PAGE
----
For starters, regulatory gridlock is retarding the licensing process. Although the government has talked a good game about "convergence" among networks, cable and telecom industries have powerful patrons at the ministry level who have inhibited such evolution. Thus, only one license has been issued!the one allowing SMG Broadband to team with telcos to offer IPTV services. There is talk that another may be issued soon!to the nation's lead broadcaster, CCTV!but no timetable has been announced.

China also faces the technical challenge of insufficient bandwidth. Many of its ADSL lines have bandwidth ranging from 523Kbps to 1Mbps!not enough to run MPEG-2 streams reliably. Consequently, SMG and the telcos are looking at selectively upgrading line speeds to 2Mbps or more and using MPEG-4 technology, though they are wary of its higher cost.

SMG's Li rattled off a checklist of items he believes must be addressed if IPTV is to grow in China, including less-expensive middleware and trustworthy content-protection systems. Possible solutions, he said, are for China to develop an open-source platform for middleware and support local companies in an effort to devise homegrown content security platforms.

Whether this is feasible or not, industry players understand the conundrum. "They want it, but at a cost at which we're not willing to provide it for," said Noel Matthews, business development director at video-compression specialist Tandberg Television, which has about 30 IPTV deployments globally.

One reason Li of SMG is so keen on containing cost is that his cable competitors offer dirt-cheap rates. In the world's largest cable market, with some 120 million subscribers, fees can drop to as low as $1.50 per month for analog cable. That makes it hard to compete, especially when content is as severely limited as it is in China.

China Netcom's Harbin deployment, however, offers a glimpse of what the market could be. A joint effort among China Netcom, SMG Broadband and UT Starcom, the commercial trial appears to be going well. In just a few months, it has ramped up to about the same level of subscribers as the digital cable provider competing in the same service area. "Compared with cable, the price is high, so growth is slow," said Li. "But we have had positive response on time-shifting and VoD."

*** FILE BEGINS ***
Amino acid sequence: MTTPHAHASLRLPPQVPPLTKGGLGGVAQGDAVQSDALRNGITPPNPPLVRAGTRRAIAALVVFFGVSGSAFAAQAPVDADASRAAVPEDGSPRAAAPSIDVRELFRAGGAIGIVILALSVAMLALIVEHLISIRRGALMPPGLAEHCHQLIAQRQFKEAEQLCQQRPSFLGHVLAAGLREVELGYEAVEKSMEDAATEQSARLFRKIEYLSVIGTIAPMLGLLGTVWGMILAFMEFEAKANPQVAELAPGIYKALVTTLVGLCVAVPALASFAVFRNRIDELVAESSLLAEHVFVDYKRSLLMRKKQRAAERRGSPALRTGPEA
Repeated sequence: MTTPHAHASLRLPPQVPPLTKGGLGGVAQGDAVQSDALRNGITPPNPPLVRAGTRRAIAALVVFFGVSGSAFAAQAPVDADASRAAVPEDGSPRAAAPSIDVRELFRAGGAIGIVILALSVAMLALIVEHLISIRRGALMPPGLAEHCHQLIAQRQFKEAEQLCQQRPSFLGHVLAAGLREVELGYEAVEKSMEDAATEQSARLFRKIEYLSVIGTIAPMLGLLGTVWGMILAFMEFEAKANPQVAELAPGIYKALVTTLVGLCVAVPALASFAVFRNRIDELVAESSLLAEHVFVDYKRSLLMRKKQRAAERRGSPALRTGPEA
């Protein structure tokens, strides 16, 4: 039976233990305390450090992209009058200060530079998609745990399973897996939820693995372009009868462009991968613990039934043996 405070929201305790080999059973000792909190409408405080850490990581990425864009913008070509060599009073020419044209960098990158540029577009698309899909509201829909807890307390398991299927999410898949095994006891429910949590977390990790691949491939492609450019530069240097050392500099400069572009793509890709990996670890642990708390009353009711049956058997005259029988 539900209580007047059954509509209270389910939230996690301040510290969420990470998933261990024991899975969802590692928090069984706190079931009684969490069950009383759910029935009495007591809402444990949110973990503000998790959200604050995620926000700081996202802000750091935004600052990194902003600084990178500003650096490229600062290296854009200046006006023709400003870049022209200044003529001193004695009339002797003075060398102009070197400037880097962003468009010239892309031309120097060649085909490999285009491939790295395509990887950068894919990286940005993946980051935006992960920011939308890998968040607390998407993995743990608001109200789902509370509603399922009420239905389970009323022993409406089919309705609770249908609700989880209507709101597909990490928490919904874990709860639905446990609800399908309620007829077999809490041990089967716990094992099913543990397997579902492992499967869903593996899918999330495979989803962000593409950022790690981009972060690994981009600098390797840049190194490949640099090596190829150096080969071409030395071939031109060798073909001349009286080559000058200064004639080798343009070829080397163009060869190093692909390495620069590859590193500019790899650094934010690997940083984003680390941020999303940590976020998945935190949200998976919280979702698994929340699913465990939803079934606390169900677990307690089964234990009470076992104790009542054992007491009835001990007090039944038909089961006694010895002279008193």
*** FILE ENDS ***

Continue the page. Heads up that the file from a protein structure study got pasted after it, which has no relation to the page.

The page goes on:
Yet China's cable operators are well on their way to offering similar services. Because China's cable network is unidirectional, it cannot offer VOD. But in the southern city of Hangzhou, a local cable company is using a bundled coax and Ethernet pipe to feed an STB capable of decoding digital cable TV broadcasts and IPTV signals.

The service, which charges about $6 a month for basic access, offers time-shifting, VoD and basic information services, but no Internet access. In about a year and a half, it has attracted 100,000 users. "More than a dozen other Chinese cities are thinking of following the Hangzhou model, especially in new buildings," said Hou Ziqiang, chief technical adviser to China Netcom. And because the rollout will probably be heavily subsidized by local governments, cable operators may still be able to keep their costs low.

Despite all the challenges, IPTV suppliers in China say they are in it for the long haul. "All of the big system guys are pushing hard there," said Matthews of Tandberg, "because if it breaks open, it will break big."

Another market with big potential is India. But the country faces nearly as many hurdles as China does. They include limited authorized content, an uncertain regulatory environment and a relatively limited number of broadband telephone lines relative to the number of cable connections, said Sreeram Chakravarthy Gomadam, project leader for the introduction of IPTV services at Bharti Televentures Ltd, a private telco in India with 1 million landline subscribers.

Of great concern to Gomadam is the fragmented nature of the IPTV industry. "We need an end-to-end solution, from the headend to the client. There are still too many people just offering one part of the chain and that has delayed the rollout," he said. "But we are starting to see consolidation and that is good."

If the barriers to implementation were lowered, Gomadam said, India could have as many as 10 million IPTV subscribers by 2010.

At the moment, PCCW's lead in the Asian IPTV market looks solid. But even that company must grapple with such problems as high costs associated with attracting and retaining subscribers. For all of the NOW service's outward success, PCCW is still losing money on the venture and it has yet to disclose a timetable for breaking even.

- Mike Clendenin
EE Times